The Pangarchulla Mountain Dairies

by Ranjini Sachin (India)

The last thing I expected India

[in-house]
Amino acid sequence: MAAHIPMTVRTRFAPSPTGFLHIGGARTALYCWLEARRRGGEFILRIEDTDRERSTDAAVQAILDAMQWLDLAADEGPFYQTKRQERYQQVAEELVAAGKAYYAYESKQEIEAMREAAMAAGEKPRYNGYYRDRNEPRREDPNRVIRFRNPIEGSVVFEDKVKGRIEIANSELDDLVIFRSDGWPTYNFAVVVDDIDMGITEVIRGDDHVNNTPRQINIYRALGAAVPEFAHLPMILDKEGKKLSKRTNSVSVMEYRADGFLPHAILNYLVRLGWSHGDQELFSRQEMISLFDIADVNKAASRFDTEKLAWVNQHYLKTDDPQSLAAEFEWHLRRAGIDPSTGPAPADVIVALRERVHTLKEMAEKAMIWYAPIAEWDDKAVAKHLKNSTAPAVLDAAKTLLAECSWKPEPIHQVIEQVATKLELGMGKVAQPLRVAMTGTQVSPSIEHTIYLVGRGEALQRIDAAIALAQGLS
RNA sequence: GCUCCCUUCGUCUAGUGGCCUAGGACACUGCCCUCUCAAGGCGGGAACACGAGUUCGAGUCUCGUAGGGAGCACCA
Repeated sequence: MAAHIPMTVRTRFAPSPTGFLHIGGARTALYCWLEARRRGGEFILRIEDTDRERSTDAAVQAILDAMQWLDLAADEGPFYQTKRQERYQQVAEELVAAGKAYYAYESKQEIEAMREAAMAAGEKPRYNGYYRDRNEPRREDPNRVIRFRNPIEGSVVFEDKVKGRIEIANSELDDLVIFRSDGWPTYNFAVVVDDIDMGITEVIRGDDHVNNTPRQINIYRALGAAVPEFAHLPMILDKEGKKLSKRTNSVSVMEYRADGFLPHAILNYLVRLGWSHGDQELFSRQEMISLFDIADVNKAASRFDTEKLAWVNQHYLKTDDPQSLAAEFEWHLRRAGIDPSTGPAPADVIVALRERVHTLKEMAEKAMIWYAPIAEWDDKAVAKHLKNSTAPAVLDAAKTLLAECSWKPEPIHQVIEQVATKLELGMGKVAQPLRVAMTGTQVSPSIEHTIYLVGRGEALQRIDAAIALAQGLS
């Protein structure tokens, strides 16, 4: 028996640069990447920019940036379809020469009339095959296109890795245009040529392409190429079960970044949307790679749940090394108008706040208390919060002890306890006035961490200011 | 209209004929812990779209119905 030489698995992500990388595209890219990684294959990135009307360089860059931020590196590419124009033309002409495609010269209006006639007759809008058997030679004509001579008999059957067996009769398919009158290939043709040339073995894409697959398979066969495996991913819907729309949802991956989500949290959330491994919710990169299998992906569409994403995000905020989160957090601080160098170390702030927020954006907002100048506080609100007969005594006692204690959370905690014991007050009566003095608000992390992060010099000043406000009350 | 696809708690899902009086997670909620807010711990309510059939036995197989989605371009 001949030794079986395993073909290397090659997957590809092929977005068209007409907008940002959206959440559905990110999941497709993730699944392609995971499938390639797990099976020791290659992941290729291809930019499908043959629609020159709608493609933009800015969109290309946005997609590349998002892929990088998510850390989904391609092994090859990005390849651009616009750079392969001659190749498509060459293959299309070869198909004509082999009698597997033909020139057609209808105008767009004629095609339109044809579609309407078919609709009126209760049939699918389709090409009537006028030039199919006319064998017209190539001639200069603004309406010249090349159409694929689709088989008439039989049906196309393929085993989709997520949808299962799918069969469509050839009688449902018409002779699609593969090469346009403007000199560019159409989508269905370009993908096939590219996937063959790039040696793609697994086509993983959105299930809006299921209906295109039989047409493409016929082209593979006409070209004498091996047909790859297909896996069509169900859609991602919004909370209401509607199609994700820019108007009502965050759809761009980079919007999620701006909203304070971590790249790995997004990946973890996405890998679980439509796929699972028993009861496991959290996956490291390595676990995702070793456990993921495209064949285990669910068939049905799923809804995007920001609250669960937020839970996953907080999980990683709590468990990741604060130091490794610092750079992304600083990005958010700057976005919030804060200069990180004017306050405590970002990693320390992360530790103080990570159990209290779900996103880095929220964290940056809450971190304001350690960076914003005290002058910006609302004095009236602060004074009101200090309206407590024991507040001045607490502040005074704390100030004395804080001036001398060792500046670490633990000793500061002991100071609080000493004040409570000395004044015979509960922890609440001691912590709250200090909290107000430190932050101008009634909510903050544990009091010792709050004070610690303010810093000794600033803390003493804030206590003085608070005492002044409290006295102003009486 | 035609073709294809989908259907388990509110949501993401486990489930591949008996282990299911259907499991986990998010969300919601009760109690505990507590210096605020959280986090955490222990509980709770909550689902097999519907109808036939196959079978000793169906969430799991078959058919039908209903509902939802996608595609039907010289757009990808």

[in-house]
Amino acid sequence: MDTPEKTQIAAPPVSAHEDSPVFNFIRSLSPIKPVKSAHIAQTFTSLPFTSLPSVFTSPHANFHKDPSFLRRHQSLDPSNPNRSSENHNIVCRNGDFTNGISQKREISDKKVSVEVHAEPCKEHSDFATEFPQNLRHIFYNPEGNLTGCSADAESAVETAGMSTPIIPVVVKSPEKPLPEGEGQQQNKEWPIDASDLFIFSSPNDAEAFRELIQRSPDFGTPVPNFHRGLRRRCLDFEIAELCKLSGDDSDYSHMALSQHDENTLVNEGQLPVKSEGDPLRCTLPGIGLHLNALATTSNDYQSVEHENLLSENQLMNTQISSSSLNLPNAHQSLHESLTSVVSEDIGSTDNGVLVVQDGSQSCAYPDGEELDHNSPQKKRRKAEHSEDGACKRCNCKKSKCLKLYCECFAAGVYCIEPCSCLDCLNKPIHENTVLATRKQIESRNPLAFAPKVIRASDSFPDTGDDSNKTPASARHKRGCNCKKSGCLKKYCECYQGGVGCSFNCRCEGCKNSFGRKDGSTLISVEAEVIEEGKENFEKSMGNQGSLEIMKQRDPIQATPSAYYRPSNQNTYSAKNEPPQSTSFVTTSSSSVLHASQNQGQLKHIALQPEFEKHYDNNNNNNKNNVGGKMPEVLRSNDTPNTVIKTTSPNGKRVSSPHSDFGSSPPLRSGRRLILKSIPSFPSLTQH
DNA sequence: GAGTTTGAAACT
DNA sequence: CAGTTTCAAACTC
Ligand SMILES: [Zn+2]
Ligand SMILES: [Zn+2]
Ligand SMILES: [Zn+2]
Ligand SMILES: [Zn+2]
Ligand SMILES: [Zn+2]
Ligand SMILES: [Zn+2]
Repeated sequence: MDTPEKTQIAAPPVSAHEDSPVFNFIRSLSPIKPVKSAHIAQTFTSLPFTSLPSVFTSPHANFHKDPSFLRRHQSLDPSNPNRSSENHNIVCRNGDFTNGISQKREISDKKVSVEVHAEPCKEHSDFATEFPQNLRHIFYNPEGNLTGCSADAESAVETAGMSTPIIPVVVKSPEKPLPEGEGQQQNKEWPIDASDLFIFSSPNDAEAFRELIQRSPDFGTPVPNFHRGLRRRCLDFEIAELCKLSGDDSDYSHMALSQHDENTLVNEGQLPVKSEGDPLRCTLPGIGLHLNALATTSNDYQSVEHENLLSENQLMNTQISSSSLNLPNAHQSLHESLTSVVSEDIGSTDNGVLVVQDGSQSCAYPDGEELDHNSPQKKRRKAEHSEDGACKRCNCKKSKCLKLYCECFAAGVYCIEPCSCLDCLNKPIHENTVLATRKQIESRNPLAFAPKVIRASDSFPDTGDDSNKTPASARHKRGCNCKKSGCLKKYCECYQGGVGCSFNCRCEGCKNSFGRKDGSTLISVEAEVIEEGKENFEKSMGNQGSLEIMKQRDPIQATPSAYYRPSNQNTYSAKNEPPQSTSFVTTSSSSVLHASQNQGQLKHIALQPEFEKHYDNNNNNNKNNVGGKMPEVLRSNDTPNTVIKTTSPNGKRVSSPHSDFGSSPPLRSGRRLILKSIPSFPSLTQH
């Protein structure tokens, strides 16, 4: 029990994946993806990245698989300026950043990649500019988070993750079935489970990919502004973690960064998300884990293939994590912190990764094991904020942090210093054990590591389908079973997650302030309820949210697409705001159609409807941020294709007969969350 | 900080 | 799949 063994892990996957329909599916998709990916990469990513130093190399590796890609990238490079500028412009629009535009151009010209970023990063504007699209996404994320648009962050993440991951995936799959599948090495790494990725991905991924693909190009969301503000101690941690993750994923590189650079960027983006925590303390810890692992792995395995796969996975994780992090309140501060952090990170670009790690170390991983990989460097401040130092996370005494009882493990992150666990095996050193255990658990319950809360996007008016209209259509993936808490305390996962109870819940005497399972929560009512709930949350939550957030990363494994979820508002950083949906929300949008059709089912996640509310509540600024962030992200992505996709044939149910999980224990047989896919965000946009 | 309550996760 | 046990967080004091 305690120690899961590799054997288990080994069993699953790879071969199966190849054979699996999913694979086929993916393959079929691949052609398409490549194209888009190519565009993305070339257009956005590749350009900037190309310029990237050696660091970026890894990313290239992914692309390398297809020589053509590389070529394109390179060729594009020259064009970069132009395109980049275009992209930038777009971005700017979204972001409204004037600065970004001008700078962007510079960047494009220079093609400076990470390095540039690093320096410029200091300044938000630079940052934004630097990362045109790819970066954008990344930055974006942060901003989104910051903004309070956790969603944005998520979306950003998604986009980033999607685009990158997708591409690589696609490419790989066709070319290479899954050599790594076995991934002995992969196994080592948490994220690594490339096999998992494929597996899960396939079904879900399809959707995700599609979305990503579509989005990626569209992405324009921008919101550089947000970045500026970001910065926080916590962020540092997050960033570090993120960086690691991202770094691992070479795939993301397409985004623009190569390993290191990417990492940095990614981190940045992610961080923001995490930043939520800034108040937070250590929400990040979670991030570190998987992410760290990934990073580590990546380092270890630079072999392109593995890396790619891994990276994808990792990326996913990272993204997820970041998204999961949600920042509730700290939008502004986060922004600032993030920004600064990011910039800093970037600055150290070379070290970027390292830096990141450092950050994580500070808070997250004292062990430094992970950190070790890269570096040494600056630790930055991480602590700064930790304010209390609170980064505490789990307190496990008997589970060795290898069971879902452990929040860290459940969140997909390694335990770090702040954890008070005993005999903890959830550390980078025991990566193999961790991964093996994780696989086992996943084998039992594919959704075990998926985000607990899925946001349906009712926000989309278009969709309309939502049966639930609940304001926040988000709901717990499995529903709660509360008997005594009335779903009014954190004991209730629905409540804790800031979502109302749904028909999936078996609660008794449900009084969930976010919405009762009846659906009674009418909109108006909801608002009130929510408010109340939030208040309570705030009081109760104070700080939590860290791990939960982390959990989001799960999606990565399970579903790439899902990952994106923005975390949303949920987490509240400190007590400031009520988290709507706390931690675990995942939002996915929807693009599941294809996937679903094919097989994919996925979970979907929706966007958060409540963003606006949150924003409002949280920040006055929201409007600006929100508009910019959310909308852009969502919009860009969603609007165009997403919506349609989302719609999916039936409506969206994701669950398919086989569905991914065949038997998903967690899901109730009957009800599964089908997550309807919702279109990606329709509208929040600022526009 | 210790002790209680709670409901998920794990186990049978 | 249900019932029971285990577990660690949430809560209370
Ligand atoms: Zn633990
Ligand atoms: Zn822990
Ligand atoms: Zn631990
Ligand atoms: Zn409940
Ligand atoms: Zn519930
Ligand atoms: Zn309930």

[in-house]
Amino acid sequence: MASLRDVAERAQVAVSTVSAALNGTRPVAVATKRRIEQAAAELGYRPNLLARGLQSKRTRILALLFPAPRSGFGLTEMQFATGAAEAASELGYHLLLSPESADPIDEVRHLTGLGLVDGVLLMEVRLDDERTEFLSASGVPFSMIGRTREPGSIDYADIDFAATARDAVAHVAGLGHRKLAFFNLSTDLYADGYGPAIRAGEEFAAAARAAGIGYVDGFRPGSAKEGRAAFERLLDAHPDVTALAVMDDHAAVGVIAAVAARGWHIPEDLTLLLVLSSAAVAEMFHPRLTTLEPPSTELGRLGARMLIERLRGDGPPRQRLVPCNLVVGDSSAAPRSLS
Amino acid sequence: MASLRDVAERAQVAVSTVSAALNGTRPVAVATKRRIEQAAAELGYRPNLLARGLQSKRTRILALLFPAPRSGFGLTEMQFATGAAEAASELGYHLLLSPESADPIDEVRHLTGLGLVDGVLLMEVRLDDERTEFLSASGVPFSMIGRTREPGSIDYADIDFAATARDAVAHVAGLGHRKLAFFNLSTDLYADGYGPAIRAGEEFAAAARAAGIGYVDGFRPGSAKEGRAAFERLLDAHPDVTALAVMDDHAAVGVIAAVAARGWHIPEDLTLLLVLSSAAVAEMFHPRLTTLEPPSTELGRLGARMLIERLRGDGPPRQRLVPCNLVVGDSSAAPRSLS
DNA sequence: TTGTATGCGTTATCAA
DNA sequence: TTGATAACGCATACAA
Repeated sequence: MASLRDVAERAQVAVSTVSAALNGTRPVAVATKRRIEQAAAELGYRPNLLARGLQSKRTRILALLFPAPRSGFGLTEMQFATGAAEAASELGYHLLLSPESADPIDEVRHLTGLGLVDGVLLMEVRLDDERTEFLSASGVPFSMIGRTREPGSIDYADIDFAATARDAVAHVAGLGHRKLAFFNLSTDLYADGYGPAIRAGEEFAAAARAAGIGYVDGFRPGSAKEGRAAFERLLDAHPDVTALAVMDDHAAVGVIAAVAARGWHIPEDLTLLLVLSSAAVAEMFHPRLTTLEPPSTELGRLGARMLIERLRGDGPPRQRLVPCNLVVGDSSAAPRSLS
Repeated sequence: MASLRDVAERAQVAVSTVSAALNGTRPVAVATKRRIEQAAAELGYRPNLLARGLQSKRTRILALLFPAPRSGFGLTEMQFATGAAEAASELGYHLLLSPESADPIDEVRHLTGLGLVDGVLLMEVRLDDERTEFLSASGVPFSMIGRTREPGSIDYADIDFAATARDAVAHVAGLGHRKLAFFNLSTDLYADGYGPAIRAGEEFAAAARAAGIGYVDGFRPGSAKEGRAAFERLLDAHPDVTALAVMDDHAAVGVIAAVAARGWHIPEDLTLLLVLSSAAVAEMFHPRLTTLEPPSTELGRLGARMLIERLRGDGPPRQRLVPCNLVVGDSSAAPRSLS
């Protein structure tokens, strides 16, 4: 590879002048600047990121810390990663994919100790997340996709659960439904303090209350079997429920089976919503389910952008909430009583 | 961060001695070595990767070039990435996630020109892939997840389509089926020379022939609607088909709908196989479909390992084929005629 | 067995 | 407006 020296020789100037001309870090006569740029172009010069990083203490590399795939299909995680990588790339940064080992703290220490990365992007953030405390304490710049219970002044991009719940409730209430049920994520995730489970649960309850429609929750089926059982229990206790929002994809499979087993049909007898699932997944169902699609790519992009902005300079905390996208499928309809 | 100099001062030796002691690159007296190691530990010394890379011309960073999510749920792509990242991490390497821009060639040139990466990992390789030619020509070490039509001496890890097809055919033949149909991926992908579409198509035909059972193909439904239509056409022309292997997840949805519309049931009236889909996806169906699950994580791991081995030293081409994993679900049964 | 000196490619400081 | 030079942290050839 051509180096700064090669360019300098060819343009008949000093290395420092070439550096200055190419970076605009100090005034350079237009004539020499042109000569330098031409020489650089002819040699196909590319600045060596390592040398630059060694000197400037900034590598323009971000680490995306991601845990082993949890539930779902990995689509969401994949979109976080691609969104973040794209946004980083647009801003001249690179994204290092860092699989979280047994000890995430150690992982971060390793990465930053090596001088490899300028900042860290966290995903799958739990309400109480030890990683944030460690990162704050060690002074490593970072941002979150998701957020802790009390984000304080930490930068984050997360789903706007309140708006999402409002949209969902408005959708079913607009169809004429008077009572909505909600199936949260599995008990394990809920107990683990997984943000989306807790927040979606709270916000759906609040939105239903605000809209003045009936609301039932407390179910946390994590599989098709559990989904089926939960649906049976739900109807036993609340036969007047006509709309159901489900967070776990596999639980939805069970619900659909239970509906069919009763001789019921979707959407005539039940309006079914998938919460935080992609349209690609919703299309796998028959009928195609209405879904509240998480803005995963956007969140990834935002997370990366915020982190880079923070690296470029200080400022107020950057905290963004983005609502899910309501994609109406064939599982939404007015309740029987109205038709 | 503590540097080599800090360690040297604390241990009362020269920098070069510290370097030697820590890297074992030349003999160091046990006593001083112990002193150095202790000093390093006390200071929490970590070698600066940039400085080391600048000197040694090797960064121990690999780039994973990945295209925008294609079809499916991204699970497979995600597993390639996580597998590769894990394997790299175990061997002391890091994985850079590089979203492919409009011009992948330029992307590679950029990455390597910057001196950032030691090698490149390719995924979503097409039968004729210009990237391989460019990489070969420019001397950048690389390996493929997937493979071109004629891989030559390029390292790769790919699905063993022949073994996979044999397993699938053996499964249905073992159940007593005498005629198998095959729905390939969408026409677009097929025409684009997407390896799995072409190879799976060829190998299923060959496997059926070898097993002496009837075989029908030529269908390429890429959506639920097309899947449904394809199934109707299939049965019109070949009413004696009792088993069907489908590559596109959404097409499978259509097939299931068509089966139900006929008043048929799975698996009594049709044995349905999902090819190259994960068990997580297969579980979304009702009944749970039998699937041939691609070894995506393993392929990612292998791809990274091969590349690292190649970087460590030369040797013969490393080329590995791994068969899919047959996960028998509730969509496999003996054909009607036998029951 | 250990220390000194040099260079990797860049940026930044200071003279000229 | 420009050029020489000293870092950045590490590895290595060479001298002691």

Mountains are spectacular and unpredictable! 4 of us, set out on a 6 day trek to conquer the Pangarchulla peak at 14,700ft! These mountains lie in the Indo-Tibetan border, in the Uttrakhand region of India. We started from Rishikesh, the yoga capital of the world, drove for 10 hours to a quaint village called Joshimatt, from here we started climbing on foot. Our entourage included 4 mules, 2 cooks, 2 guides and 2 mule boys, who kept us well fed, constantly hydrated and carried our tents & luggage. Adherence to the schedule, driven by a tough guide ensured we stuck to the plan; a very critical ask in the harsh mountain environment! Most mornings the bells on the mules woke me up. I would unzip the tent to find the endless silhouette of the sturdy, still mountains staring back; the sun would start shining on the tallest snow peaks and gradually the blanket of rays would cover every single mountain! This breathtaking taking view with a hot cup of tea was followed by a visit to the Red toilet tent; a hole and a tissue roll! Knack, technique and good positioning was important to target the hole; aching and shaking legs, bitter cold, wind and sudden startling animal noises, added to the complexities of pooping! We would then wash, dress, pack up and begin walking across a terrain that varied every single day: pebbles, mud, dense green jungle with tall trees, muddy puddles with melting snow, soggy grassy lands and eventually large rocky boulders in the last 2000ft. The precarious narrow paths were shared with the locals and mules (with bells around their necks). Being attentive to bell sounds and knowing which toxic bush, to avoid plunging into (unless you want to get knocked down by a mule travelling downhill hastily) is a must! Sturdy old women, carrying huge bundles of grass on their back with Steel Grey eyes, fine lines, gentle smiles and little kids with pink cheeks and dried lips, herding baby lambs crossed our paths often. Banter, mostly encouraging us, ensued at every break! Extreme temperature variations, very little sleep, unpredictable terrain coupled with depleting oxygen levels and 16 hours of non-stop walking with an infected wound on my inner right thigh, made the second last day, one the most strenuous in my life! I remember tearing up from extreme exhaustion! I dare say, my body had given up but my heart was not willing to! The things the mountains let me discover about myself were unexpected and priceless...I look forward to my next adventure!